6. Speaking of coffee – I totally didn’t expect all the coffee houses. Reviews from a year or so ago mentioned the challenge of getting coffee in the morning – while not any more. There is at least one coffee shop a block – a smattering of Dunkin Doughnuts and Starbucks (we export the best, eh?), but mostly clearly Korean owned and operated. Signs that say ‘Best Standing Coffee’, ‘Coffee by Stand and Drip’, ‘Coffee and Bean’ speak to local control and sign making. And they are expensive – signs outside announce prices in the 2500 to 4000 Won ($2.50 to $4.00) range – pricey even by our standards.

7. I am intrigued by the gender roles. In our guest house – the cleaner is the male host – he washed the dishes and vacuumed the floors. The guides at the museums are all women, the waitresses all female, the cooks all male. I don’t know if I’m drawing a conclusion based on insufficient observation or not – but it does appear that while everyone is super busy – there are assumed roles.

8. Did you know that Koreans take off their shoes when they walk into a house, a restaurant, etc.? All the traditional places, including our guest house, provided a space for you to put your shoes before you enter the house. I’m really glad I brought my Slippers. And I went out and bought seriously cute socks to put on if I don’t feel like carrying my slippers.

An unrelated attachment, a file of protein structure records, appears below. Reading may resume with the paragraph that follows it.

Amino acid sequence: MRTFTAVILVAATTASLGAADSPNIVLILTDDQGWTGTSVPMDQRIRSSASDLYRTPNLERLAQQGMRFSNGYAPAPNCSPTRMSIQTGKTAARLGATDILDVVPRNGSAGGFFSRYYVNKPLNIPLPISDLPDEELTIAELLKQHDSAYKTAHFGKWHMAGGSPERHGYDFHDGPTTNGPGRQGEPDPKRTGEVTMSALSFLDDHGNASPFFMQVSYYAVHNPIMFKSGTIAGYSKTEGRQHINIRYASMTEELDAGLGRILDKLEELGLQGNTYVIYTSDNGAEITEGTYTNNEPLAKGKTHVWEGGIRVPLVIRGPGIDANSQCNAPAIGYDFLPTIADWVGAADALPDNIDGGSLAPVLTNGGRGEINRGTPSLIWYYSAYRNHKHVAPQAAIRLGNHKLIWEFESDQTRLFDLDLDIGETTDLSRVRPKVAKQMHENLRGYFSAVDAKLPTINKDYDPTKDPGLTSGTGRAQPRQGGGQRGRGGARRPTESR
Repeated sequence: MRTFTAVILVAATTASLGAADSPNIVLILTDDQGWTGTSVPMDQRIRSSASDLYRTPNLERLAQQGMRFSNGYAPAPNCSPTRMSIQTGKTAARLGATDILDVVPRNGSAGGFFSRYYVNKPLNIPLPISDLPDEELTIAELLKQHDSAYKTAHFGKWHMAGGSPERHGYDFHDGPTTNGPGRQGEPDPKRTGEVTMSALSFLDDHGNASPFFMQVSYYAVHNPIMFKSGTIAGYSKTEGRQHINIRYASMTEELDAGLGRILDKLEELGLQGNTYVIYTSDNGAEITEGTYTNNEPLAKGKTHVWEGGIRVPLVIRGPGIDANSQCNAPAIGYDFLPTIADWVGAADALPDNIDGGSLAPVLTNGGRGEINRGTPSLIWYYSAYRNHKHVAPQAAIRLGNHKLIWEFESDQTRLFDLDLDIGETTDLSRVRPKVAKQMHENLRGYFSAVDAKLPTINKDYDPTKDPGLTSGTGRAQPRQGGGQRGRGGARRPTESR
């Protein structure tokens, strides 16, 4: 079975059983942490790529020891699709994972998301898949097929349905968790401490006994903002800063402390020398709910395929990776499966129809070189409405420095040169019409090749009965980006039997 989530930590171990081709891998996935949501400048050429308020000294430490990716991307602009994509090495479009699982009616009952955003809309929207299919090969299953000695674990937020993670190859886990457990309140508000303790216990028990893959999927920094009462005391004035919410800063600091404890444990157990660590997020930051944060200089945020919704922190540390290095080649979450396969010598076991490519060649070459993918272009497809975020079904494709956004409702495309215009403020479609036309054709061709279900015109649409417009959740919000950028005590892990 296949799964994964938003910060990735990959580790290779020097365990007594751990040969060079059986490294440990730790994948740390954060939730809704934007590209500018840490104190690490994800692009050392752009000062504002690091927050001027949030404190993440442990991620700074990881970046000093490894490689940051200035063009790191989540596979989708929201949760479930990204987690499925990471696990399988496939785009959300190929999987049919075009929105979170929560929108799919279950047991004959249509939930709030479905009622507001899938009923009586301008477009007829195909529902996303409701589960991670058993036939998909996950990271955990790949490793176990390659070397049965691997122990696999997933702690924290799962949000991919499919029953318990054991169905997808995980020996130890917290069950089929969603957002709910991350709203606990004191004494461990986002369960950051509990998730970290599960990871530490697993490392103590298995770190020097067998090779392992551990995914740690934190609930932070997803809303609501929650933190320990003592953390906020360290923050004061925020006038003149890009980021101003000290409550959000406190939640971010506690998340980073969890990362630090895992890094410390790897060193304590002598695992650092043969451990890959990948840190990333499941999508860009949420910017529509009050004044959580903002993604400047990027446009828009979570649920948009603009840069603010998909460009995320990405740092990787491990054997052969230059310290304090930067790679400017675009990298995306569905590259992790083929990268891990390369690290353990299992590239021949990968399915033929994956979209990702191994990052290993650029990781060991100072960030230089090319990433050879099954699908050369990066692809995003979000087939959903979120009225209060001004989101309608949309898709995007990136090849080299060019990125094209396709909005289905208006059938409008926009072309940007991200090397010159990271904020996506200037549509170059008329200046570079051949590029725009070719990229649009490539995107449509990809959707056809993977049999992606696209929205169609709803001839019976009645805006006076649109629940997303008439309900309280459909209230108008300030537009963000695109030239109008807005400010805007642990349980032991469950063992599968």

9. All (99.5% at least) of the women wear long sleeves. Now it’s fairly cool in May here – 70 degrees during the day – but the school girls are all wearing long sleeve shirts – and short short short skirts. So it’s not the weather. Even walking around downtown, we never saw a woman’s elbows. Beautiful suits, drappy skirts with uneven hemlines, plenty of short skirts with or without tights underneath – super nice fashion – but always long sleeves.

10. I didn’t expect all the English in the Museums – and the audio tours have been fantastic. All the museums and Palaces we’ve toured so far have English signs on many of the displays – and they all offered an audio tour – sometimes free. These were excellent. And they clearly post the times of English tours. We’ve taken 2 – once was just us – another was with about 20 other people – from a tour group of course. But not a ‘North American’ tour group – They were clearly Asian. So the languages here seem to be Korean – and English. I have seen signs in Chinese and Japanese – it’s easy to tell which are Korean – but always there is English.

11. The cars are amazing – not just the number of them for a city with tiny roads and NO parking – but the size. The two biggest brands are not surprisingly Hundai and Kia – but there are BMW – 7 series no less – and SUV’s. I mean there is no parking. None. People put cars everywhere – if there are rules – I couldn’t figure them out – it’s amazing. Very few bikes, not many motorcycles – just cars and buses everywhere.